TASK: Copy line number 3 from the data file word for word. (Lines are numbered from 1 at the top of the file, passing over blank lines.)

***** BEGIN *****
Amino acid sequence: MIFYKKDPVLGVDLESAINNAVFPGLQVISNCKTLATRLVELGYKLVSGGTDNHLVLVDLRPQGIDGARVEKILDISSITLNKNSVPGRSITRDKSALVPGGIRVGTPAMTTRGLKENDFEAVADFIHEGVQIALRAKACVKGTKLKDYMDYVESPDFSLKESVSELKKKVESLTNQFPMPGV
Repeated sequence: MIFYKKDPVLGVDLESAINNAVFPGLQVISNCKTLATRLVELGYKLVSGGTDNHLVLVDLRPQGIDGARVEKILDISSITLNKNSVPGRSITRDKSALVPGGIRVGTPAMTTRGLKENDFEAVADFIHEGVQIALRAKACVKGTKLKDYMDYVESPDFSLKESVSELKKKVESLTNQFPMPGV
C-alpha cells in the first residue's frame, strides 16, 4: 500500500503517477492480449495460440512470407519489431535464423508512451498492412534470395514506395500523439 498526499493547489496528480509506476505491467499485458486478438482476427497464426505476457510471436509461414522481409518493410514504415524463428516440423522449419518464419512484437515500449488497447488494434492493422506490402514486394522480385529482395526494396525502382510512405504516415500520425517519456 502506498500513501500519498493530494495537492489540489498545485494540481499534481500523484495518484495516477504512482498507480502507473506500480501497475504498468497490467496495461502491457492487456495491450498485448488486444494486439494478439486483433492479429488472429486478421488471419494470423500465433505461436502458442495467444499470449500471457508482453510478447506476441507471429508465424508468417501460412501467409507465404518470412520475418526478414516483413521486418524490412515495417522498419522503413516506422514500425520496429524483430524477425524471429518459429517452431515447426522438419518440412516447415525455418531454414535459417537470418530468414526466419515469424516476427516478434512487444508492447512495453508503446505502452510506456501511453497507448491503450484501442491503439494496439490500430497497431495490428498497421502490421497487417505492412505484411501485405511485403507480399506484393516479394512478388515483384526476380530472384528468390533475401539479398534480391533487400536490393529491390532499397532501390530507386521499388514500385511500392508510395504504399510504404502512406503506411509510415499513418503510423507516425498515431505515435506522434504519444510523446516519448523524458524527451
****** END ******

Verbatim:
C-alpha cells in the first residue's frame, strides 16, 4: 500500500503517477492480449495460440512470407519489431535464423508512451498492412534470395514506395500523439 498526499493547489496528480509506476505491467499485458486478438482476427497464426505476457510471436509461414522481409518493410514504415524463428516440423522449419518464419512484437515500449488497447488494434492493422506490402514486394522480385529482395526494396525502382510512405504516415500520425517519456 502506498500513501500519498493530494495537492489540489498545485494540481499534481500523484495518484495516477504512482498507480502507473506500480501497475504498468497490467496495461502491457492487456495491450498485448488486444494486439494478439486483433492479429488472429486478421488471419494470423500465433505461436502458442495467444499470449500471457508482453510478447506476441507471429508465424508468417501460412501467409507465404518470412520475418526478414516483413521486418524490412515495417522498419522503413516506422514500425520496429524483430524477425524471429518459429517452431515447426522438419518440412516447415525455418531454414535459417537470418530468414526466419515469424516476427516478434512487444508492447512495453508503446505502452510506456501511453497507448491503450484501442491503439494496439490500430497497431495490428498497421502490421497487417505492412505484411501485405511485403507480399506484393516479394512478388515483384526476380530472384528468390533475401539479398534480391533487400536490393529491390532499397532501390530507386521499388514500385511500392508510395504504399510504404502512406503506411509510415499513418503510423507516425498515431505515435506522434504519444510523446516519448523524458524527451